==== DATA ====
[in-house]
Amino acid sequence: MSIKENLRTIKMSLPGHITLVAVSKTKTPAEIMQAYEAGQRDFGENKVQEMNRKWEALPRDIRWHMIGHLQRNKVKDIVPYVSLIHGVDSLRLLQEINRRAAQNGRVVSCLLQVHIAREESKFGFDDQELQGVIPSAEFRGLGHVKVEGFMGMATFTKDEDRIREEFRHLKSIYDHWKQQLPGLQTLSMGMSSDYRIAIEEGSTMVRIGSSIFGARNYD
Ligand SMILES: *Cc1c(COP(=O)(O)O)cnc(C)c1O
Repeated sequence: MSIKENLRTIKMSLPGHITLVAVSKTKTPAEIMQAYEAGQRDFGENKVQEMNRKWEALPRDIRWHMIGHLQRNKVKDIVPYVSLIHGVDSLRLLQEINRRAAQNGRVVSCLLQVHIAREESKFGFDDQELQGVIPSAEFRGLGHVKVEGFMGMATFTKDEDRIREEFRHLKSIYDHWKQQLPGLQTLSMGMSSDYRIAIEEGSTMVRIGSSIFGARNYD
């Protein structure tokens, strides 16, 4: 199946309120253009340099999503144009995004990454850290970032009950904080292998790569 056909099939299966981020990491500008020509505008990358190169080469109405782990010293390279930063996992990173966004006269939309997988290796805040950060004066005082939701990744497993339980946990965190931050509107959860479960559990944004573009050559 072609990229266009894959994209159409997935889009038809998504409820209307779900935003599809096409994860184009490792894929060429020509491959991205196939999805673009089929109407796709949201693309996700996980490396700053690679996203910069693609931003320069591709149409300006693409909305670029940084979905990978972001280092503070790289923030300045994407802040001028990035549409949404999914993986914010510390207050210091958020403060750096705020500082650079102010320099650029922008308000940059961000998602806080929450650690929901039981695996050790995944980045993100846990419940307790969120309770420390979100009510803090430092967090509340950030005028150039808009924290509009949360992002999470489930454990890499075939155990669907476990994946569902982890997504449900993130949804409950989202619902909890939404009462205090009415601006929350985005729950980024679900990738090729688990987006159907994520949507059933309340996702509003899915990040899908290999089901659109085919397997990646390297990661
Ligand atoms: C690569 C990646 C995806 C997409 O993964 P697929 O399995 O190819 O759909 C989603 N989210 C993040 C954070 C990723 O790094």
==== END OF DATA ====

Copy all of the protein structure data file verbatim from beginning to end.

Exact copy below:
[in-house]
Amino acid sequence: MSIKENLRTIKMSLPGHITLVAVSKTKTPAEIMQAYEAGQRDFGENKVQEMNRKWEALPRDIRWHMIGHLQRNKVKDIVPYVSLIHGVDSLRLLQEINRRAAQNGRVVSCLLQVHIAREESKFGFDDQELQGVIPSAEFRGLGHVKVEGFMGMATFTKDEDRIREEFRHLKSIYDHWKQQLPGLQTLSMGMSSDYRIAIEEGSTMVRIGSSIFGARNYD
Ligand SMILES: *Cc1c(COP(=O)(O)O)cnc(C)c1O
Repeated sequence: MSIKENLRTIKMSLPGHITLVAVSKTKTPAEIMQAYEAGQRDFGENKVQEMNRKWEALPRDIRWHMIGHLQRNKVKDIVPYVSLIHGVDSLRLLQEINRRAAQNGRVVSCLLQVHIAREESKFGFDDQELQGVIPSAEFRGLGHVKVEGFMGMATFTKDEDRIREEFRHLKSIYDHWKQQLPGLQTLSMGMSSDYRIAIEEGSTMVRIGSSIFGARNYD
């Protein structure tokens, strides 16, 4: 199946309120253009340099999503144009995004990454850290970032009950904080292998790569 056909099939299966981020990491500008020509505008990358190169080469109405782990010293390279930063996992990173966004006269939309997988290796805040950060004066005082939701990744497993339980946990965190931050509107959860479960559990944004573009050559 072609990229266009894959994209159409997935889009038809998504409820209307779900935003599809096409994860184009490792894929060429020509491959991205196939999805673009089929109407796709949201693309996700996980490396700053690679996203910069693609931003320069591709149409300006693409909305670029940084979905990978972001280092503070790289923030300045994407802040001028990035549409949404999914993986914010510390207050210091958020403060750096705020500082650079102010320099650029922008308000940059961000998602806080929450650690929901039981695996050790995944980045993100846990419940307790969120309770420390979100009510803090430092967090509340950030005028150039808009924290509009949360992002999470489930454990890499075939155990669907476990994946569902982890997504449900993130949804409950989202619902909890939404009462205090009415601006929350985005729950980024679900990738090729688990987006159907994520949507059933309340996702509003899915990040899908290999089901659109085919397997990646390297990661
Ligand atoms: C690569 C990646 C995806 C997409 O993964 P697929 O399995 O190819 O759909 C989603 N989210 C993040 C954070 C990723 O790094």